“If I go out and told someone I was going to collect water quality data, but I decided to also collect sage grouse lek data or prairie dog acreage infestation that I did not get authorization to collect, then that situation is also subject to these provisions,” Frank explained, noting that in providing permission, landowners should spell out what data can be collected.
For violations of the statute, Frank said that a first-time offender can receive not more than one year in jail, a $1,000 fine or both.
“Subsequent offenses would receive not less than 10 days but not more than one year in jail, a monetary fine of $5,000 or both,” she said.
The definitions in the statute are also very important – including the definition looking at the meaning of “collect.”
“We needed to define more clearly what collect meant,” Frank noted.
The statute defines collect as “to take a sample of material, acquire, gather, photograph or otherwise preserve information in any form from open land which is submitted or intended to be submitted to any agency of the state or federal government.”
Open land is also defined based on existing statutory defination, as is resource data. The data that is collected is very specific for data related to agriculture, minerals, geology, history, cultural artifacts, archeology, air, water, soil, conservation, habitat, vegetation or animal species.
The bill also defined a handful of exemptions for peace officers and others.
“There are exemptions for certain activities and entities,” Frank said. “This bill does not include surveying for the purpose of determining boundaries of the location of survey monuments, state or local governments for the purpose of assessing property values, or for a peace officer engaging in the lawful performance of his duties.”
Additionally, there are provisions within the bill that provide for data collected illegally to be expunged from the record.
Though many agree the bill is positive for agriculture and other landowners to protect themselves, there are some concerns.
The question as to whether written or verbal permission is preferable was posed.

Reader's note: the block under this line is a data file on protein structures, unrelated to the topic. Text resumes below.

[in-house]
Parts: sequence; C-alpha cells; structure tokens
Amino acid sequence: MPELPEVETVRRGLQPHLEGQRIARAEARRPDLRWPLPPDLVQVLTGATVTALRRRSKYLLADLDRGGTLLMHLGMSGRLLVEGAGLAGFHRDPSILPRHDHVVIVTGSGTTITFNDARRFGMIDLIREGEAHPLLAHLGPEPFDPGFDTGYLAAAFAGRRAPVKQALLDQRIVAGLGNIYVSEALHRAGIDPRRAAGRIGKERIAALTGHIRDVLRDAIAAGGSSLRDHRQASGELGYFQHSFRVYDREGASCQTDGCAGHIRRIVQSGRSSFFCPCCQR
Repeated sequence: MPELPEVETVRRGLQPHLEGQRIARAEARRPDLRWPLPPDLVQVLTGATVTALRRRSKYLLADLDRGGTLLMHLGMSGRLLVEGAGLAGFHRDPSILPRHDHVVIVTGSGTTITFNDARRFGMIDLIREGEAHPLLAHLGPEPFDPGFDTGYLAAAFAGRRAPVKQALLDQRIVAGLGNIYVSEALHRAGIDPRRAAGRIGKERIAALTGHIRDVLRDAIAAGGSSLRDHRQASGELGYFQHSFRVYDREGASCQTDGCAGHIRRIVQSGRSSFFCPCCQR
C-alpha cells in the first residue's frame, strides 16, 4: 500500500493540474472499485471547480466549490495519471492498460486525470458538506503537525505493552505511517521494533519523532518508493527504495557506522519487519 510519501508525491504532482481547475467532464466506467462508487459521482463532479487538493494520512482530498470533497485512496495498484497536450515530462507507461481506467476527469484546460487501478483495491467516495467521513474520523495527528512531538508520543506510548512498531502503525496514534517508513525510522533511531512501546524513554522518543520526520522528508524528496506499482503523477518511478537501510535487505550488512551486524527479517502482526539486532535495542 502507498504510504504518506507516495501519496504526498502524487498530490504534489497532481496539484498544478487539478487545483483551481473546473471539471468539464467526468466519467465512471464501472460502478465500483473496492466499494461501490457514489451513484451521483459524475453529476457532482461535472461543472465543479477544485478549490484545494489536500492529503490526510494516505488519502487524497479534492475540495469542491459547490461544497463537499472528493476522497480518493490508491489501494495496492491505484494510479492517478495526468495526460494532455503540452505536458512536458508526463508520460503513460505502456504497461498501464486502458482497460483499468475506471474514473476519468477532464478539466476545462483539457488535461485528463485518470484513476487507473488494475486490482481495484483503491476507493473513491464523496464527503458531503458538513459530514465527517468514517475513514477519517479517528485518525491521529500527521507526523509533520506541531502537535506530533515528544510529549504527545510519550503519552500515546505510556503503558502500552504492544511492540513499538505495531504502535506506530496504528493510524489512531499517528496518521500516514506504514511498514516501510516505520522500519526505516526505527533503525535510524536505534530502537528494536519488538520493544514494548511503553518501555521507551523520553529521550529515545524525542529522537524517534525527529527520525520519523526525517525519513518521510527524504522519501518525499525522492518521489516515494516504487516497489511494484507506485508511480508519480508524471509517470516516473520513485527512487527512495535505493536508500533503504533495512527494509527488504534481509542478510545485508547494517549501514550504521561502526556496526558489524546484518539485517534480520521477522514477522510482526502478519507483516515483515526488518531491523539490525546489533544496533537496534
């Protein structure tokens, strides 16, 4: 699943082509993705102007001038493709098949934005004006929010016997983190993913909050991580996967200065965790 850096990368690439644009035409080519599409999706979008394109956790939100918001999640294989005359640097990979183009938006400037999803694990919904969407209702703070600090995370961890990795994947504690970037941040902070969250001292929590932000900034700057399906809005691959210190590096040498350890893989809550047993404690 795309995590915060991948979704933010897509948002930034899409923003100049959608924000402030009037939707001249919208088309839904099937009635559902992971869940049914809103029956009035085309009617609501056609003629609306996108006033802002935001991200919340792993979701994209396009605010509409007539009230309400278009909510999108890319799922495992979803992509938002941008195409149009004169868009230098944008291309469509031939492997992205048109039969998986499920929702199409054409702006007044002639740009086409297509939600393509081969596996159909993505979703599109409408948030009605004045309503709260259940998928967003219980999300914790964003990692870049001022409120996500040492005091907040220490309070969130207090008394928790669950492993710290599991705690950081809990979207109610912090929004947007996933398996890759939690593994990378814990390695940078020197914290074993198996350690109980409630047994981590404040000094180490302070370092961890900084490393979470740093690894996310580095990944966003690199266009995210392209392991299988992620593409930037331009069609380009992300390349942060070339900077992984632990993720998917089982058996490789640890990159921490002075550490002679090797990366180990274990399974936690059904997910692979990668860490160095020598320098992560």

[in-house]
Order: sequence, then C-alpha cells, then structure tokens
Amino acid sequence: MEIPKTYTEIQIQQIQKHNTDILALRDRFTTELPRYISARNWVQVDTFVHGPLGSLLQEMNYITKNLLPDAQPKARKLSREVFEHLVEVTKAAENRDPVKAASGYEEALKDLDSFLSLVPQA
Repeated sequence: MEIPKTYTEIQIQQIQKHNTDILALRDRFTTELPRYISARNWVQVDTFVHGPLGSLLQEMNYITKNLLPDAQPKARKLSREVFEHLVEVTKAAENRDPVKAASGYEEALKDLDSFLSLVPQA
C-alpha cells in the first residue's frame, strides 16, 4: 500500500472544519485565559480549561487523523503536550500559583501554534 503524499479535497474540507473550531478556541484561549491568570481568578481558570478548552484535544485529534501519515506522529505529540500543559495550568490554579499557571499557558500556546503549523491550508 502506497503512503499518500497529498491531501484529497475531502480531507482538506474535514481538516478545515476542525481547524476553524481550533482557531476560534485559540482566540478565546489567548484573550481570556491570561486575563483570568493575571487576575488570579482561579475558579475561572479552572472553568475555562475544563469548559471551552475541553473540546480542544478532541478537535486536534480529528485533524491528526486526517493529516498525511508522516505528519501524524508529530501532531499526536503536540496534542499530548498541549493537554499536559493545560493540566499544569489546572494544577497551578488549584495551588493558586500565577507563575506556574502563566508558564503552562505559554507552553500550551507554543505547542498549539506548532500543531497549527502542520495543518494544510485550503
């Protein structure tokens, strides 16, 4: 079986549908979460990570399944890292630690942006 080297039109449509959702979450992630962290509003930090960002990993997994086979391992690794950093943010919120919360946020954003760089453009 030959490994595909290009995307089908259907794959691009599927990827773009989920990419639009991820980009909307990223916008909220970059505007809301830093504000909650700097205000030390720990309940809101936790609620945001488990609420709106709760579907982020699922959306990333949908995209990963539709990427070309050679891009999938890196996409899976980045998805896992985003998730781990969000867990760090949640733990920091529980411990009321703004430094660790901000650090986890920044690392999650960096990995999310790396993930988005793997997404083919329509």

“Written or verbal permission is up to the landowner and the person collecting data,” Frank said. “We are going to recommend that landowners request something in writing.”
Additionally, the question of taking photos from public land to private lands, without crossing or entering the private land, would be subject to prosecution under the statute.
“If we go back to the definitions and the language of the bill, we are unlawfully collecting resource data if we enter onto or access the land to collect data,” Frank said.
She encouraged attendees, who predominately represented state and federal agencies, to consult their legal counsel.
Ultimately, Frank encouraged landowners and organizations to contact their legal council to ensure they are adequately addressing the terms in the statute to make sure they are protected, especially if they are collecting resource data.
“I would encourage any entity to take this statute and work with legal council to make sure we are complying with this statue when collecting resource data,” Frank added.
At the same time as Senate File 12 went through the legislature, a companion bill related to civil trespass mirrored the bill but also provides for the recovery of legal fees and damages for trespass.
“There is a current civil trespass suit filed by 16 landowners against individuals and entities who had no permission to collect data on or across private land, yet data was collected extensively and repeatedly,” Wyoming Association of Conservation Districts Executive Director Bobbie Frank said. “The only recourse they had was under the current civil trespass statute, which puts all the financial angst and burden on the landowners.”